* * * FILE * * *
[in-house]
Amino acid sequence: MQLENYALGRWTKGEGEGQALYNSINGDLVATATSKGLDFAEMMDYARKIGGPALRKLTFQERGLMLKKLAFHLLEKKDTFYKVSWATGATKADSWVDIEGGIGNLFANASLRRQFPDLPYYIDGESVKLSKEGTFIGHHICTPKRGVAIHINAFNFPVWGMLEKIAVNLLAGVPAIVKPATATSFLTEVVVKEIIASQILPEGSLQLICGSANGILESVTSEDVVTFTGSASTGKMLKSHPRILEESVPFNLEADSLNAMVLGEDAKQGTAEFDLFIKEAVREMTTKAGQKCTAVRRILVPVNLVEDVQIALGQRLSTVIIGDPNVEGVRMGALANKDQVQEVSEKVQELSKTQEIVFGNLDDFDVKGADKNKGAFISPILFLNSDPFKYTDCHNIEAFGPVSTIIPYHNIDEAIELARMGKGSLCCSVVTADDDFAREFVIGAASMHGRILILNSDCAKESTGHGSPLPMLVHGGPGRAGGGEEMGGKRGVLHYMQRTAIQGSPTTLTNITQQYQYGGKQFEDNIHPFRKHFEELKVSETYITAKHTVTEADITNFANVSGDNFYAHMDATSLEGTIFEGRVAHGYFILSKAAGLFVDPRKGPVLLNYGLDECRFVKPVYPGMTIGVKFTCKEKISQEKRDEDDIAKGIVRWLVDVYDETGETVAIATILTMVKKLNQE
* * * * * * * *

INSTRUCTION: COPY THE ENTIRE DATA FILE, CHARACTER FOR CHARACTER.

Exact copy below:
[in-house]
Amino acid sequence: MQLENYALGRWTKGEGEGQALYNSINGDLVATATSKGLDFAEMMDYARKIGGPALRKLTFQERGLMLKKLAFHLLEKKDTFYKVSWATGATKADSWVDIEGGIGNLFANASLRRQFPDLPYYIDGESVKLSKEGTFIGHHICTPKRGVAIHINAFNFPVWGMLEKIAVNLLAGVPAIVKPATATSFLTEVVVKEIIASQILPEGSLQLICGSANGILESVTSEDVVTFTGSASTGKMLKSHPRILEESVPFNLEADSLNAMVLGEDAKQGTAEFDLFIKEAVREMTTKAGQKCTAVRRILVPVNLVEDVQIALGQRLSTVIIGDPNVEGVRMGALANKDQVQEVSEKVQELSKTQEIVFGNLDDFDVKGADKNKGAFISPILFLNSDPFKYTDCHNIEAFGPVSTIIPYHNIDEAIELARMGKGSLCCSVVTADDDFAREFVIGAASMHGRILILNSDCAKESTGHGSPLPMLVHGGPGRAGGGEEMGGKRGVLHYMQRTAIQGSPTTLTNITQQYQYGGKQFEDNIHPFRKHFEELKVSETYITAKHTVTEADITNFANVSGDNFYAHMDATSLEGTIFEGRVAHGYFILSKAAGLFVDPRKGPVLLNYGLDECRFVKPVYPGMTIGVKFTCKEKISQEKRDEDDIAKGIVRWLVDVYDETGETVAIATILTMVKKLNQE